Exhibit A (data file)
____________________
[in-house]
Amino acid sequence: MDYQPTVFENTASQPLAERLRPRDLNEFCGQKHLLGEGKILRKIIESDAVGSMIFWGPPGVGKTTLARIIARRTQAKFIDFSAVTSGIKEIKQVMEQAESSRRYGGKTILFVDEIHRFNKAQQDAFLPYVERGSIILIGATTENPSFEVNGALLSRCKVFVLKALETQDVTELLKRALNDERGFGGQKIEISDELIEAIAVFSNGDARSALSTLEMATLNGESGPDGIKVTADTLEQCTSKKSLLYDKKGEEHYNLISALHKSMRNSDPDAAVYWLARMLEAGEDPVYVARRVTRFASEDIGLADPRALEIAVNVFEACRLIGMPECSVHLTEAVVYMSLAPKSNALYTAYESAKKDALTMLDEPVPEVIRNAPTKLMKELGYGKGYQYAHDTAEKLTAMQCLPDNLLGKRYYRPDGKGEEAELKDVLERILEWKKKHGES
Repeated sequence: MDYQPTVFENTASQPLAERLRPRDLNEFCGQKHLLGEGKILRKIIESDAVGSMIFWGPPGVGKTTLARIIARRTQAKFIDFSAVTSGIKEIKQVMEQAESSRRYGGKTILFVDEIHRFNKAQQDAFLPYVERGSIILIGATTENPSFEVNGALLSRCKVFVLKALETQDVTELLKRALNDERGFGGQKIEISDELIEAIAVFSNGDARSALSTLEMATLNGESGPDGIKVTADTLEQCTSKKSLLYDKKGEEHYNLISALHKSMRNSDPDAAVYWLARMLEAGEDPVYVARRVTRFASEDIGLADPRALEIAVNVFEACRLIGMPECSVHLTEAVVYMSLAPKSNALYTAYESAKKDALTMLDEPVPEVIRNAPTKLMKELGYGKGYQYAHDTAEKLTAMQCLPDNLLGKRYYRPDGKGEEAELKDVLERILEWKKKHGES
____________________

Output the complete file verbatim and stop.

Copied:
[in-house]
Amino acid sequence: MDYQPTVFENTASQPLAERLRPRDLNEFCGQKHLLGEGKILRKIIESDAVGSMIFWGPPGVGKTTLARIIARRTQAKFIDFSAVTSGIKEIKQVMEQAESSRRYGGKTILFVDEIHRFNKAQQDAFLPYVERGSIILIGATTENPSFEVNGALLSRCKVFVLKALETQDVTELLKRALNDERGFGGQKIEISDELIEAIAVFSNGDARSALSTLEMATLNGESGPDGIKVTADTLEQCTSKKSLLYDKKGEEHYNLISALHKSMRNSDPDAAVYWLARMLEAGEDPVYVARRVTRFASEDIGLADPRALEIAVNVFEACRLIGMPECSVHLTEAVVYMSLAPKSNALYTAYESAKKDALTMLDEPVPEVIRNAPTKLMKELGYGKGYQYAHDTAEKLTAMQCLPDNLLGKRYYRPDGKGEEAELKDVLERILEWKKKHGES
Repeated sequence: MDYQPTVFENTASQPLAERLRPRDLNEFCGQKHLLGEGKILRKIIESDAVGSMIFWGPPGVGKTTLARIIARRTQAKFIDFSAVTSGIKEIKQVMEQAESSRRYGGKTILFVDEIHRFNKAQQDAFLPYVERGSIILIGATTENPSFEVNGALLSRCKVFVLKALETQDVTELLKRALNDERGFGGQKIEISDELIEAIAVFSNGDARSALSTLEMATLNGESGPDGIKVTADTLEQCTSKKSLLYDKKGEEHYNLISALHKSMRNSDPDAAVYWLARMLEAGEDPVYVARRVTRFASEDIGLADPRALEIAVNVFEACRLIGMPECSVHLTEAVVYMSLAPKSNALYTAYESAKKDALTMLDEPVPEVIRNAPTKLMKELGYGKGYQYAHDTAEKLTAMQCLPDNLLGKRYYRPDGKGEEAELKDVLERILEWKKKHGES